In the miniature where the positioning of lights and shades will be explained (Space Marine). I decided to grey all the face and then to heighten the volume giving tones. For the base I used the second base of the Andrea’s flesh paint set who has an intense orange brown color. I toned the color down by adding azur that is approximately the complementary color. Once applied the base it is the moment for adding the lights and the shades. Each face is different but more or less there are certain elements that all have in common. There are zones that always will be in shade and zones which always will be in light and this with some practice you will learn to see it automatically. The light focus is very advisable, for aesthetic reasons, to turn it a little to give more realism and to personalize the face. Its convenient before establishing the incidence of the light to locate the main view of the figure to adequate the light focus to that view.

How to Paint Faces - Tutorial

Once illuminated and shaded the face has a too uniform aspect to seem real (independently of the used color). By applying additional tones we will cause that the face takes realism and in addition we will be able to give depth or to heighten volumes alternating cold colors and warm colors.

Manipulating volume

The theory is that the warm colors tend to heighten a volume, to say it somehow, to push it towards outside. On the contrary the cold colors give to sensation of depth and/or concavity. If we have this in mind its easy applying glazes of cold and warm colors to heighten the reliefs of the figure. Here you have a small example.

How to Paint Faces - Tutorial

Once we learned this it’s necessary to assimilate what we have learned and not to directly associate prominent parts with warm colors and parts sunk with cold colors. The good thing of this technique is that indeed it helps us to emphasize volumes and to make hollows deeper but also allows the opposite. If we have an unwanted volume we can apply the cold tone to disguise a protuberance and the warm tone to minimize a depression.

The perfect example is the figure of Lyssete, 28mm of Reaper Miniatures. It is a precious miniature that aside from having the typical Werner Klocke face has a noticeable cheekbone. I’ve selected a few photos so that you can see it for yourselves.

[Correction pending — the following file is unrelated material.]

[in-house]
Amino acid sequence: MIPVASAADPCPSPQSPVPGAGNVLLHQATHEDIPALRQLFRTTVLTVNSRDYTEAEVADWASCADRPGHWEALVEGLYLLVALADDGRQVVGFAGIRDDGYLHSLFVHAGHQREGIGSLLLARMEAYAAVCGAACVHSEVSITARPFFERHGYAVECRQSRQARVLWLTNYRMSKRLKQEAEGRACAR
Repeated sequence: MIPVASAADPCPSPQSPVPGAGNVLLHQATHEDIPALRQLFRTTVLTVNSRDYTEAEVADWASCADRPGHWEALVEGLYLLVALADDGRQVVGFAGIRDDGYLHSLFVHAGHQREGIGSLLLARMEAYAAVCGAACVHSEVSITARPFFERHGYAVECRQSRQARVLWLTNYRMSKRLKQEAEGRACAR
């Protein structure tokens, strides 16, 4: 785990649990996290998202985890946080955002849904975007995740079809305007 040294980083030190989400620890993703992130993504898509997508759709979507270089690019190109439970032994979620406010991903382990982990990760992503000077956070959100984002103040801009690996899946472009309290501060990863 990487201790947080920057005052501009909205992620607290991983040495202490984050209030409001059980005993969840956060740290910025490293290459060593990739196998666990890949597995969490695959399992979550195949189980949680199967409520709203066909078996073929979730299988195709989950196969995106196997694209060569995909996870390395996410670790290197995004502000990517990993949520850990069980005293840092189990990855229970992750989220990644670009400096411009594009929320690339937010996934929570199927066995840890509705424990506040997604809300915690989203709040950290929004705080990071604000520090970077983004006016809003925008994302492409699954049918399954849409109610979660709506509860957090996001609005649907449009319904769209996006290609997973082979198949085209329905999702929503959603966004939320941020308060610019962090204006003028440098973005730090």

How to Paint Faces - Tutorial

How to Paint Faces - Tutorial

How to Paint Faces - Tutorial

The challenge is in countering the hard gesture that has modeled the figure. In order to obtain it in this case I have used orange colors (my dear German orange) around the cheekbone, that in a normal figure would intone in cold color to mark it. Doing so I have been able to disguise a little the deep hollow that existed.

Later the challenge is in being able to disguise volume that it leaves downwards from cheekbone and that it is so ugly in a feminine face. In this case I need to “sink” the zone but I cannot use blue or green colors since probably they would give a sensation of a beard. I decided to use fucsia color to cool it. This tone does the function to me of cold tone and a similar color with the one of a feminine cheek with slight make up. Therefore using it to make up the eyelids will give me coherence to these tones.

Here you can see the result.

How to Paint Faces - Tutorial

How to Paint Faces - Tutorial

The mini is still unfinished but I believe that the effect can be seen. As always all the questions will be welcome and serve so that everybody understands it better.

Morsi

Comments

  1. Jaką konsystencję powinna mieć farba którą malujemy twarze?

  2. wow, you can trun a drag queen into a queen just by using soft color. awesome. do u mind tell us how you transition the organe to purple?

  3. Guys, answers to those two questions depend heavily on your preferred techniques of painting:

    Regarding Darek’s question – thickness of your paints depends on the technique you’re using. For wetblending you can use much thicker paint than for glazing. The first one uses the same thickness that you use for painting in general. The latter demands thinning your paints quite a lot – until they become translucent. That’s because glazing is all about applying layers which allow previous layers of color to show through.

    And regarding the transition from orange to purple:
    Well, if you use glazes it’s best to start with applying the lighter color first (most likely it will be orange) and then applying subsequent glazes of the darker color (most likely purple) covering smaller and smaller areas. Darker colors tend to cover better, so it’s faster to do it this way than the other way around. But if you prefer to do wetblending just apply orange on one end, purple on the other, and then blend the two with your brush while the paints are still wet. It seems to be most difficult to achieve with traditional layering with opaque paints – this way you have to mix intermediate mixes of colors, and apply them step by step. I would still recommend to start with the lighter color and keep adding the darker one to the mix and apply it layer by layer. It might be difficult to get good coverage with the lighter color.

    I will be posting a series of tutorials about these techniques, so stay tuned for more. They should provide more information on the subjects that you are interested in.